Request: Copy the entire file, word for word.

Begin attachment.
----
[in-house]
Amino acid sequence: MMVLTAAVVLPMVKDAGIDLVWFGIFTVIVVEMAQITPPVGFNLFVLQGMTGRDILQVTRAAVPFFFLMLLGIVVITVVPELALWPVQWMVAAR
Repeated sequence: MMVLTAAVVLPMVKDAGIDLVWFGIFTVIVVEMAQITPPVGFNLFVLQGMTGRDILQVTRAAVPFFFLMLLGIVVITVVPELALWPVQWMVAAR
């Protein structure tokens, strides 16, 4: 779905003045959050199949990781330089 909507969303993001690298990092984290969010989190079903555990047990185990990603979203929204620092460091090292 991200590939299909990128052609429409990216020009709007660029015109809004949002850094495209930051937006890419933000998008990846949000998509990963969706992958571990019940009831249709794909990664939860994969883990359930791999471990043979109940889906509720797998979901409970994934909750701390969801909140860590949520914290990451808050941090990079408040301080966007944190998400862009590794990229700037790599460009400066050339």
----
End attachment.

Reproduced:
[in-house]
Amino acid sequence: MMVLTAAVVLPMVKDAGIDLVWFGIFTVIVVEMAQITPPVGFNLFVLQGMTGRDILQVTRAAVPFFFLMLLGIVVITVVPELALWPVQWMVAAR
Repeated sequence: MMVLTAAVVLPMVKDAGIDLVWFGIFTVIVVEMAQITPPVGFNLFVLQGMTGRDILQVTRAAVPFFFLMLLGIVVITVVPELALWPVQWMVAAR
């Protein structure tokens, strides 16, 4: 779905003045959050199949990781330089 909507969303993001690298990092984290969010989190079903555990047990185990990603979203929204620092460091090292 991200590939299909990128052609429409990216020009709007660029015109809004949002850094495209930051937006890419933000998008990846949000998509990963969706992958571990019940009831249709794909990664939860994969883990359930791999471990043979109940889906509720797998979901409970994934909750701390969801909140860590949520914290990451808050941090990079408040301080966007944190998400862009590794990229700037790599460009400066050339």